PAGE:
Looking to be another hot and muggy day. Dew points will reach as high as 72°, which will help the heat index climb up to 96°.
Those high dew point values don’t only help the heat index: they also help to fuel those scattered showers and storms we’ve been seeing.
According to the HRRR, storms should begin to fire at around 3 pm, but become more widespread around 5 pm. They should be leaving the area after midnight. One could roll into your backyard, but not your friend’s house down the road.
No severe weather is currently in the forecast, but these storms could pack a punch. Lightning, gusty winds, and some localized flooding are all possible. If you have afternoon plans, make sure to keep an eye on that radar!
The rest of the work week is looking to follow the same trend as today: high heat index values, high humidity, and afternoon rain.
The heat index looks to be in the mid to upper 90s (and posisbly reach low 100s) for Tuesday and Wednesday.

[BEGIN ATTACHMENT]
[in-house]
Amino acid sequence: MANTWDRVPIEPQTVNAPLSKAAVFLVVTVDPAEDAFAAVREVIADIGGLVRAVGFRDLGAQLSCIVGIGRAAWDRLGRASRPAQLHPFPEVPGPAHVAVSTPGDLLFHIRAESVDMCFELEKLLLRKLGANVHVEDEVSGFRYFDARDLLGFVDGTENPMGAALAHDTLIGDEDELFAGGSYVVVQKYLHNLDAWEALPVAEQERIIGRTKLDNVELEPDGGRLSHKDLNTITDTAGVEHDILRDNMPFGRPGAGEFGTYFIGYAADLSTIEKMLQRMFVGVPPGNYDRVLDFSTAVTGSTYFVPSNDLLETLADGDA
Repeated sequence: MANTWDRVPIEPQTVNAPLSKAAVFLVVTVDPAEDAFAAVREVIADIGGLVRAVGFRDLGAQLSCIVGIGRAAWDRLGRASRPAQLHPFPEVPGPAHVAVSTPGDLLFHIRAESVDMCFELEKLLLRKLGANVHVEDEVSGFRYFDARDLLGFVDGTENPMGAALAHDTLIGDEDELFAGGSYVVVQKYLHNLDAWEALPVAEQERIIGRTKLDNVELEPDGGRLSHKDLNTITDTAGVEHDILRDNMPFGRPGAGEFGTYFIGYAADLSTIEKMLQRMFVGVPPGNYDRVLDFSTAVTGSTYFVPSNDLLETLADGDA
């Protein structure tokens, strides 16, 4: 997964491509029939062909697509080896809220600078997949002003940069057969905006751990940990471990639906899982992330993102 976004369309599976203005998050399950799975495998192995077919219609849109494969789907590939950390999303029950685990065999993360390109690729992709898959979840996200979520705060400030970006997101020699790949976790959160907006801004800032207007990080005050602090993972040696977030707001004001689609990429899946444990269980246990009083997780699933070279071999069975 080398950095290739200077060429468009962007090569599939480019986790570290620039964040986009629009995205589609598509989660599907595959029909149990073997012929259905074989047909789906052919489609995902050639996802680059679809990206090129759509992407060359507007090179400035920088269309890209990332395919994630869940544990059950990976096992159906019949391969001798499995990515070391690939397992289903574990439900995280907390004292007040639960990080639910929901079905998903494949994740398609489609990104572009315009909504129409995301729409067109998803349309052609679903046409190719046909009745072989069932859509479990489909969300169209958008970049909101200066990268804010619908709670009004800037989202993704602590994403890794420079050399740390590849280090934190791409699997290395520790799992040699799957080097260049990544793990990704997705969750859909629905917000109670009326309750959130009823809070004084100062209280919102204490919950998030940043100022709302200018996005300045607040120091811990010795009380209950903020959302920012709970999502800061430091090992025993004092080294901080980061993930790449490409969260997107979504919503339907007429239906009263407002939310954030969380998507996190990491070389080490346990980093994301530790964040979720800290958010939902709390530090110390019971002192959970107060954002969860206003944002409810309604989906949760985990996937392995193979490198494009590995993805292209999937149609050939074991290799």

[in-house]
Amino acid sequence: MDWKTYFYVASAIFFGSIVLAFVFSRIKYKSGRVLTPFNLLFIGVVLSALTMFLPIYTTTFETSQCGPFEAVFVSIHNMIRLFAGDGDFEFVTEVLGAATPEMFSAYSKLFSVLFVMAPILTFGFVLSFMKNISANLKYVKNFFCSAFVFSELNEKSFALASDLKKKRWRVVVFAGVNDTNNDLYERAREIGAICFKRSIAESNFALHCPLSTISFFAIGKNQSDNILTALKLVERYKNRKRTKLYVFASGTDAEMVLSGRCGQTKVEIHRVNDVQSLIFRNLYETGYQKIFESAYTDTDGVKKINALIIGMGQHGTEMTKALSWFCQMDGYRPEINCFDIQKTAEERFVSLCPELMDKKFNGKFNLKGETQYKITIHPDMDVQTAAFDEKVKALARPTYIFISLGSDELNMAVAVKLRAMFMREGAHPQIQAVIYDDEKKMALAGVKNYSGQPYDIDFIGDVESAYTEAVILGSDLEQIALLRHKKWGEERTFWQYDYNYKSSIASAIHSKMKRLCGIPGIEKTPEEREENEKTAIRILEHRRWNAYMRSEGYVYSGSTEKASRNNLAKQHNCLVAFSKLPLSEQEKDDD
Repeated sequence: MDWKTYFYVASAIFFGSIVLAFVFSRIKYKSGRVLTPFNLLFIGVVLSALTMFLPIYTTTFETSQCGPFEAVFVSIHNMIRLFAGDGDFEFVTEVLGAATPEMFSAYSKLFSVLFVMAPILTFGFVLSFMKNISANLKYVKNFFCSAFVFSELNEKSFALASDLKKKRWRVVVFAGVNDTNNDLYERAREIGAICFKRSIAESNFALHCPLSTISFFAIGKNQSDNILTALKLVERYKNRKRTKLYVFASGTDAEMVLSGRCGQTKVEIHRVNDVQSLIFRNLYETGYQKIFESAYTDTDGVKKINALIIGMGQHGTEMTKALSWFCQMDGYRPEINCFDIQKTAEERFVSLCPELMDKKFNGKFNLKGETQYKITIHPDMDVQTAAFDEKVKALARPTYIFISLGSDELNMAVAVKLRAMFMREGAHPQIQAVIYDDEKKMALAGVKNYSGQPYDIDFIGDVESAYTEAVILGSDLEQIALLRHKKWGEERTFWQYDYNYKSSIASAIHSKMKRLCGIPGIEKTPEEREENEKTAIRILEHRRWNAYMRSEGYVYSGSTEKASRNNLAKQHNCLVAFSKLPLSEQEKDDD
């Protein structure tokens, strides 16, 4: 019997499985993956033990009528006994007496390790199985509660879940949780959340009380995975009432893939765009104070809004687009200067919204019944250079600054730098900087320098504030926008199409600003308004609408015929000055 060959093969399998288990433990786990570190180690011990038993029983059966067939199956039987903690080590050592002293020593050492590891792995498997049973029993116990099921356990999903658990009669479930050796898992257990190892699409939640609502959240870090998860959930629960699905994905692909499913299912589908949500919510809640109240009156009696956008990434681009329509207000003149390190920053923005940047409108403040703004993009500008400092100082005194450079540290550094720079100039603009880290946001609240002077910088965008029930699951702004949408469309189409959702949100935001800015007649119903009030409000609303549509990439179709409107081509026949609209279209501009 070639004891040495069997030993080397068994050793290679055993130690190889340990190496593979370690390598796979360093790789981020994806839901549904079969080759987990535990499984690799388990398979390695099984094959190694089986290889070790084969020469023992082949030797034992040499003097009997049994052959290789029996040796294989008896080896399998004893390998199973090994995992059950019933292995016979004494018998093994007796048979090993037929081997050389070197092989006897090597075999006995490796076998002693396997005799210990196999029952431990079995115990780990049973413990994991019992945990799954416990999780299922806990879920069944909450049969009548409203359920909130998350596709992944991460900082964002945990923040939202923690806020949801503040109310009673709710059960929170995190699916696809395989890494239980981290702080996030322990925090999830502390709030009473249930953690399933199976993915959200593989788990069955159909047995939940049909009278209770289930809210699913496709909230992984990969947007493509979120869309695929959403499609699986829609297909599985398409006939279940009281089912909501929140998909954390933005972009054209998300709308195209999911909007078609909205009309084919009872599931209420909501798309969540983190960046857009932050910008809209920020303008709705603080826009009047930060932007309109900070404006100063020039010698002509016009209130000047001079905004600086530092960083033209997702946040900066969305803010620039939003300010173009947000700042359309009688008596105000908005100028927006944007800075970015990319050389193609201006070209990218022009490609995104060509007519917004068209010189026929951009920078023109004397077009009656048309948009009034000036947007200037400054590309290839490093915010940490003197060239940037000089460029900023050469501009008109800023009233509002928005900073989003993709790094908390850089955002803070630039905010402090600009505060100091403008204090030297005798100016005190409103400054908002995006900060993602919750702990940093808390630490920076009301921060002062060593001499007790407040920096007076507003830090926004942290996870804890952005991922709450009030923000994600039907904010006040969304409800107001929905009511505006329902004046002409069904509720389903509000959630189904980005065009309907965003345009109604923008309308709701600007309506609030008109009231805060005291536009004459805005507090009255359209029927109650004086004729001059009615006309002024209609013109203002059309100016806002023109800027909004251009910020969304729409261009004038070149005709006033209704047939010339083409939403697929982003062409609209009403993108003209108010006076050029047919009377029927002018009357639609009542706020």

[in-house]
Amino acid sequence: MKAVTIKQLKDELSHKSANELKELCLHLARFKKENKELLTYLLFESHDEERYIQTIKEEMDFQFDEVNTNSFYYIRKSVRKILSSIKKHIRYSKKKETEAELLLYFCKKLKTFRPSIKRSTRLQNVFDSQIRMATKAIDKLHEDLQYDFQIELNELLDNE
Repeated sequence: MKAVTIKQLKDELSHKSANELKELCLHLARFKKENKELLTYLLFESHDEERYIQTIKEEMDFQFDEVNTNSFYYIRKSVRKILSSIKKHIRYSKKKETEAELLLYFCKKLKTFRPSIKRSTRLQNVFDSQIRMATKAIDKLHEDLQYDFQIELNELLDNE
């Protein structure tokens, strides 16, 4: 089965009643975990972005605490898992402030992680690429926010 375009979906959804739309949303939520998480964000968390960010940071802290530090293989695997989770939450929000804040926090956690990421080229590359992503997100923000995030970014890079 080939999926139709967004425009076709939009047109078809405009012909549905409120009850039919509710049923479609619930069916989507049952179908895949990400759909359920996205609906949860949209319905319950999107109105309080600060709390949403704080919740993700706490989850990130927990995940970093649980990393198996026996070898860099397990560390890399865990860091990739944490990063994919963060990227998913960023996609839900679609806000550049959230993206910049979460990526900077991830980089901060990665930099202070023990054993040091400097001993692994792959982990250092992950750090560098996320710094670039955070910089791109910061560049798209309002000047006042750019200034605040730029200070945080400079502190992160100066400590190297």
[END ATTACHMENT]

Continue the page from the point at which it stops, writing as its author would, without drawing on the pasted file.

Dew point values will stay mainly near the 72° to 73° range throughout the week. There will be a small break on Sunday, where they will drop down into the upper 60s.
With those dew points staying high, the chance of those showers and storms will linger. Although they are not in the forecast to be severe, they will still have the chance of some lightning, gusty winds, and heavy rain.
These storms are hard to pinpoint, especially this far out. Some of us will get wet, while other don’t see a drop of rain.
Did You Know?
2018 was the deadliest year on record of children dying in hot cars with 53 kids.
According to National Safety Council, over 800 kids have died since 1998 because of a vehicular heatstroke.
A quick way to make sure you take one more look in the back seat is to place something of importance back there, such as a purse or even one of your shoes. Even if you’re just running a quick errand and leave the windows cracked, it gets really hot really quick in a car.
Quick Look at the Tropics
We had our 5th (!!) storm named Sunday night: Edouard.
This is the earliest an E name has been given, breaking the previous record by Emily in 2005.
There are also two other disturbances to keep an eye on in the Atlantic.
Categories: Forecast Blogs